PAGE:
Best Testing Practices for Data Science
A short tutorial for data scientists on how to write tests for your code and your data. Before the tutorial, please read through this README file, for it contains a lot of useful information that will help you best prepare for the tutorial.
How to use this repository
The tutorial notes are typed up in Jupyter notebooks, and static HTML versions are available under the
docs folder. For the non-bonus material, I suggest working through the notes in order. With the exception of the Projects, the bonus material can be tackled in any order. During the tutorial, be sure to have the HTML versions open.
I am assuming you are of the following type of coder:
- You are a data analytics type, who knows how to read/write CSV files with Pandas, and do basic data manipulation (slicing, indexing rows + columns, using the
- You are not necessarily a seasoned software developer who has experience running tests.
- You are comfortable with operating in the Terminal environment.
- You have some rudimentary knowledge of
numpy, particularly the the
numpy.allclose(a1, a2)function calls.
In order to prepare for the tutorial, there are some pieces of Python syntax that will come in handy to know:
- the context manager syntax (
- assertions (
assert conditions1 == condition2),
- file I/O (
with open(....) as f:...),
- list/dict/tuple comprehensions (
[a for a in container if condition(a)]),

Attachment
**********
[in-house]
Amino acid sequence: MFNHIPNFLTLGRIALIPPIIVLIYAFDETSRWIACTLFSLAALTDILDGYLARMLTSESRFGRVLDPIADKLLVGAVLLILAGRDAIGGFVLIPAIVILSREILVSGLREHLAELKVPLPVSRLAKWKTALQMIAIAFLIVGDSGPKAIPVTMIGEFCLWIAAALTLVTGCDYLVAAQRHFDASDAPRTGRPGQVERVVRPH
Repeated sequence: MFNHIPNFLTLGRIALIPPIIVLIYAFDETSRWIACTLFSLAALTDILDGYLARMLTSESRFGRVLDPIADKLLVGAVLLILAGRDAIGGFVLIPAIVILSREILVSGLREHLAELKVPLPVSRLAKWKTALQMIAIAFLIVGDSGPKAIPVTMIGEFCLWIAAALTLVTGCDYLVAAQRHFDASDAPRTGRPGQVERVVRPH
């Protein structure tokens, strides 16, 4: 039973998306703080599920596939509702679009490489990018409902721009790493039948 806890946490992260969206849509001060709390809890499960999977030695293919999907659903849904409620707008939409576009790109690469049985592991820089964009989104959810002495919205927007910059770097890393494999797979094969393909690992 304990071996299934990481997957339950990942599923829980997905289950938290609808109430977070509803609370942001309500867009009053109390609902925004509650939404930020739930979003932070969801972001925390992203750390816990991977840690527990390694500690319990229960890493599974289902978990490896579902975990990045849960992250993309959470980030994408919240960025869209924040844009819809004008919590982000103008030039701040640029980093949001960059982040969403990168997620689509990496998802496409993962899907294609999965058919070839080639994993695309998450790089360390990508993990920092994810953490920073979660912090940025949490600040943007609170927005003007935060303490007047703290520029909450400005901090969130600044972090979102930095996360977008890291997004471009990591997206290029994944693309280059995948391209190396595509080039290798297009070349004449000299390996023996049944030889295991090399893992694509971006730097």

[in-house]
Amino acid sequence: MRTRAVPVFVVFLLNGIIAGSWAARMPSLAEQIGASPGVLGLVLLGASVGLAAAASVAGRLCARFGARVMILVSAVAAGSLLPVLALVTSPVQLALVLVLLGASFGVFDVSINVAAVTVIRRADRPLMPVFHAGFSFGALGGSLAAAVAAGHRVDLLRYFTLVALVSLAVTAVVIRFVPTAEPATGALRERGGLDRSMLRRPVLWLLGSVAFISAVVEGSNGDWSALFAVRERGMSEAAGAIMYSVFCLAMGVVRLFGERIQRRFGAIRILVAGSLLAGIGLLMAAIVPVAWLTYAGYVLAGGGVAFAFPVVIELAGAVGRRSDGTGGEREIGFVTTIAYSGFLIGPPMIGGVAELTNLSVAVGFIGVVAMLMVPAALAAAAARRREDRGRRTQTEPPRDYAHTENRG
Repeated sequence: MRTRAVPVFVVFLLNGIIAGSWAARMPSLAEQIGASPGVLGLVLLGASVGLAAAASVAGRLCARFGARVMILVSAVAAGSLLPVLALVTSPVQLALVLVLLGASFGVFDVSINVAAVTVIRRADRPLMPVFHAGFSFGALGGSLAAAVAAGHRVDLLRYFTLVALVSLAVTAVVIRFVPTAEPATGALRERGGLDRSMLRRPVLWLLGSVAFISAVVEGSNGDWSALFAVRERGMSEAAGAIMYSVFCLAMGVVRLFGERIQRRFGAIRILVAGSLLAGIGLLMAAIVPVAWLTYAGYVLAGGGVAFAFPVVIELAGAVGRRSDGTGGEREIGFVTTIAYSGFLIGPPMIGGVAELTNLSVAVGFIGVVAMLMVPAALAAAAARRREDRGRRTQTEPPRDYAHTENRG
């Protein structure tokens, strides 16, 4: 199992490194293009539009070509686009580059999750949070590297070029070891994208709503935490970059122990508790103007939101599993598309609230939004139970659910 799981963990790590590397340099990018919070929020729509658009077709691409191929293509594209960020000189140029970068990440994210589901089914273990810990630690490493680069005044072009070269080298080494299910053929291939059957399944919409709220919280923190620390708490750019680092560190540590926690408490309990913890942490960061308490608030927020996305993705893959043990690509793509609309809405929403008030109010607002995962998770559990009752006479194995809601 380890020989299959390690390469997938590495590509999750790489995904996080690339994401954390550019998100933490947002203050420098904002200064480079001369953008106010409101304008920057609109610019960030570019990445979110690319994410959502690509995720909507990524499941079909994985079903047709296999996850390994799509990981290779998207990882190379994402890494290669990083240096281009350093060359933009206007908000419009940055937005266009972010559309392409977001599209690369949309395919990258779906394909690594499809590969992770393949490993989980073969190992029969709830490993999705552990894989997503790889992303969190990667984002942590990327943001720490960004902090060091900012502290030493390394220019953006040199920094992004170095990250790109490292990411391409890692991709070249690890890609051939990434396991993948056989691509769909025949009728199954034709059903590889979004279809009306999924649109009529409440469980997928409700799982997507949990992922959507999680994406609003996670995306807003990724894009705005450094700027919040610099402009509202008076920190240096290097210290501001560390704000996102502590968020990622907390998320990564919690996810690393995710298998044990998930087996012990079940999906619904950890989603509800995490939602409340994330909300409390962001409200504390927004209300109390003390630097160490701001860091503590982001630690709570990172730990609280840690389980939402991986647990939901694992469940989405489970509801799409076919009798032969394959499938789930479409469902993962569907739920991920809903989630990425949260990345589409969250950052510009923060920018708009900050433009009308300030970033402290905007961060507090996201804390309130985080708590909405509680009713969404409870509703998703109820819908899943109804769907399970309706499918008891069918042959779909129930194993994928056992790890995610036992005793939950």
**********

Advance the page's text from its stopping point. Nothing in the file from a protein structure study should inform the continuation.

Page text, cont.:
- checking types & attributes (
isinstance(obj, type) or hasattr(obj, attr)).
If you've taken a version of this tutorial, please leave feedback here. I use the suggestions in there to adjust the tutorial content and make it better. The changes are always released publicly on GitHub, so everybody benefits!
This installation route should work cross-platform. I recommend using the Anaconda distribution of Python because it is a good way to bootstrap your data science environment.
To get setup, create a
conda environment based on the provided
environment.yml spec file. Run the following commands in your bash terminal.
$ bash conda-setup.sh
The alternative way is to use a virtualenv environment:
$ bash venv-setup.sh $ source datatest/bin/activate
Alternatively, you can
pip install each of the dependencies listed in the
environment.yml file. (The
requirements.txt file may be less eagerly maintained than the
environment.yml file, given the
conda-biases that I have.)
If you prefer having more control over your installation process,
pip install the dependencies listed in the
To check whether the environment is correctly setup, run the
$ python checkenv.py
It should print to your terminal,
All packages found; environment checks passed.. Otherwise,
pip install the necessary packages stated (they will show up one by one).
Special thanks goes to individuals who have contributed in ways big and small to the improvement of the material.
- Renee Chu
- Matt Bachmann: @Bachmann1234
- Hugo Bowne-Anderson: @hugobowne
- Boston Python tutorial attendees:
- Thao Nguyen: @ThaoNguyen15